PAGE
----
When you reach out and touch night, night returns the gesture. A suspected serial killer with dangerous occult leanings murders a prostitute in 1995 in the first season of this riveting drama series, which HBO is premiering tonight and which stars Matthew McConaughey and Woody Harrelson.
The True Detective Season 1 Finale: A Bittersweet Victory
Knowing who killed Lange and others has restored Rust and Marty’s hope and faith in humanity after years of searching. It was revealed that they had actually met the man 17 years earlier, in episode 3 of the series, when Rust chatted with the man riding a lawnmower outside of the school. Errol Childress is Sam Tuttle’s grandson. He’s the scarred-faced guy who’s also really tall and the green-eared spaghetti monster.
At the murderer’s house, the detectives break in. When Errol refuses to listen to Rust and takes off running, the latter pursues him through the house and across the land, where he witnesses further proof of Errol’s mental instability. Eventually, the pair reaches what appears to be the legendary Carcosa, a dome-shaped chamber. After years of drug usage and other reasons, Rust eventually experiences a vision at the worst possible time.
Errol attacks Rust when he is in the midst of his vision, stabbing him hard in the stomach. Until Marty comes and shoots the killer in the shoulder, the detective holds his own against Errol’s size and Rust’s new wound.
As Errol shifts his focus to the other man, Marty is naturally hurt as well. Marty appears to be in grave danger as Errol attempts to eliminate him. Fortunately, Rust is able to maintain consciousness long enough to fire a bullet directly into Errol’s skull.
The Dark Truth Behind the Tuttle Family
The police are able to link Errol to the Lange case and others thanks to evidence found in his residence. Unfortunately, they haven’t been able to link the rest of the Tuttle family to the atrocities. Errol is a member of the Tuttle family, and throughout the case, Rust and Marty discover a cult within the Tuttle family.
Children are tortured and sacrificed in rituals honoring the Yellow King and Carcosa. As Rust (Jay O. Sanders) discovers when he watches the film of Marie Fontenot’s killing that the Reverend Tuttle (also played by Sanders) possesses, this is clearly the case. Police have this evidence, but they can’t link it to the Tuttle megachurch or Senator Eddie Tuttle, so they’re off the hook. This time, at least.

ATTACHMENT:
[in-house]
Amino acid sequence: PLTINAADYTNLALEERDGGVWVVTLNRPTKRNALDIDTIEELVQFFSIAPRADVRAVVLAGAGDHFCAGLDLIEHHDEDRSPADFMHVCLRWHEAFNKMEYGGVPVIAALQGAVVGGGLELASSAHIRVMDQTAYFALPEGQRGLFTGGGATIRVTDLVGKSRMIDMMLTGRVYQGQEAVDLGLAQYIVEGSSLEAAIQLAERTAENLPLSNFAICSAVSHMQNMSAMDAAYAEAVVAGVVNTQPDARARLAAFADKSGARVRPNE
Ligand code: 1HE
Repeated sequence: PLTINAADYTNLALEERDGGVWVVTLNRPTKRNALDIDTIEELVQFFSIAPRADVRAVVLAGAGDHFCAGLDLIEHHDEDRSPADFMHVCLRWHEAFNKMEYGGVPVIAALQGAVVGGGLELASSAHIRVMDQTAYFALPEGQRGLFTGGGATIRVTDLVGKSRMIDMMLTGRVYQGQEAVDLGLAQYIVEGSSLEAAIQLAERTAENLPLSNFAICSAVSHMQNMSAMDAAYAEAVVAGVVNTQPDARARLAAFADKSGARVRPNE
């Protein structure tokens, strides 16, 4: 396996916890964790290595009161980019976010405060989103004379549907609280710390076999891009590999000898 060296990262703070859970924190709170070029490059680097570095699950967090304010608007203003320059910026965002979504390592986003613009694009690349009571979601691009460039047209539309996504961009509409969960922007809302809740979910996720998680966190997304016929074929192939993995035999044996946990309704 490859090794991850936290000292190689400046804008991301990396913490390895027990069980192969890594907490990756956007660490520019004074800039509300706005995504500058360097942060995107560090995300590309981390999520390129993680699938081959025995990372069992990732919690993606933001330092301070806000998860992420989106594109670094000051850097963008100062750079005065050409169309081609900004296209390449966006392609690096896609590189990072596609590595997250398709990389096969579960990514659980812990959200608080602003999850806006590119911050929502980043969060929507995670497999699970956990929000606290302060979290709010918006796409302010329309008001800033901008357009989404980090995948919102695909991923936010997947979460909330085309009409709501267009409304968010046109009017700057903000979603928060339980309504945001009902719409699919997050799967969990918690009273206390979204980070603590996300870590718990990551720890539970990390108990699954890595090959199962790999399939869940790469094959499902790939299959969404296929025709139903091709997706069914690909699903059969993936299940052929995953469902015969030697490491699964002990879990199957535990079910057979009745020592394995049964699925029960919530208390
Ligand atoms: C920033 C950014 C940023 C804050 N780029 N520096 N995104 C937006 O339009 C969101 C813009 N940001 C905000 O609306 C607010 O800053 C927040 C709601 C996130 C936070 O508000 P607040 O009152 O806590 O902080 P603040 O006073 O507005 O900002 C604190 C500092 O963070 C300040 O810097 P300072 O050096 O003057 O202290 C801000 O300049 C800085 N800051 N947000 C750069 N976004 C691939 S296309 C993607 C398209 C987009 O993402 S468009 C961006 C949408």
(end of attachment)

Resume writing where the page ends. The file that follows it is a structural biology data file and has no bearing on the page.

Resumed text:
The Yellow King and Carcosa were first introduced to readers in Robert W. Chambers’s collection of short stories titled The King in Yellow. According to Nerdist, the collection of macabre tales centers on a play titled The King in Yellow that drives its readers insane. In his writing, Chambers portrays Carcosa as a haunted, old city.
Although he popularized the name, “Carcosa” was first used in Ambrose Bierce’s short fiction “An Inhabitant of Carcosa.” Creator Nic Pizzolatto claims this information isn’t necessarily available in the world of True Detective.
He explained it plainly in an interview with EW: “To be clear, in our show, nobody is going to reference a book by Robert Chambers called The King in Yellow.”The show drops hints here and there about possible links, but it’s up to viewers to piece together how the cult came to be based on these beliefs.
Rust’s Rediscovered Faith
In addition to solving the case, the series finale also provides closure for the characters of Marty and Rust. Through the course of the program, Rust’s bleak nihilism and lack of faith in fellow humans color his interactions with others. As Rust heals from his near-fatal encounter with Errol, he describes the experience to Marty.
Before he is stabbed, Rust has a vision of nothingness, and he says, “I could feel my definitions fading.” Another type of darkness lay beneath that one. It was richer, warmer, and more substantial than usual. I had a gut feeling that my daughter was waiting for me. Everything he “had to do was let go,” he says, and he did. Nonetheless, he recovers and returns to life.
Although it seems like Rust wants to die at the time, his outlook changes dramatically when he is rescued. It’s as if the brief moment of empathy he has for his late daughter gives him the will to live again.
As the season comes to a close, Rust uses the phrase “Once there was only dark” to explain his newfound perspective. In my opinion, light has triumphed. What does this imply for the man who has always mocked faith and religion? Has he found a purpose in life? Well, I guess that depends on how you take it.
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Rust can count on Marty Hart’s support
Marty’s self-destructive tendencies are just as evident throughout the season as Rust’s are, albeit in different ways. At first glance, it seems like he has the perfect life, but as the episodes progress, True Detective shows that this is far from the case.
Marty is suffering a midlife crisis and having an affair with a younger woman named Lisa (Alexandra Daddario) in 1995. Maggie, his wife (Michelle Monaghan), finds out quickly and disappears with their two young girls.
Marty, as expected, has managed to keep his professional reputation intact by adhering to company policy and getting along well with his coworkers. After Maggie leaves, he will have nothing else, so this is fortunate. By the season’s finale, Marty is still working alone, but with Rust’s assistance, he has cracked the case that has haunted him for years.
While Rust recovers from his wounds, Marty stays with him to keep a careful check on him and assure him that he will have a place to stay when he is released. He and Rust appear to be pals now as he listens to Rust’s final philosophical discourse. The finale doesn’t reveal what the two investigators will do next, but at least we know they have each other.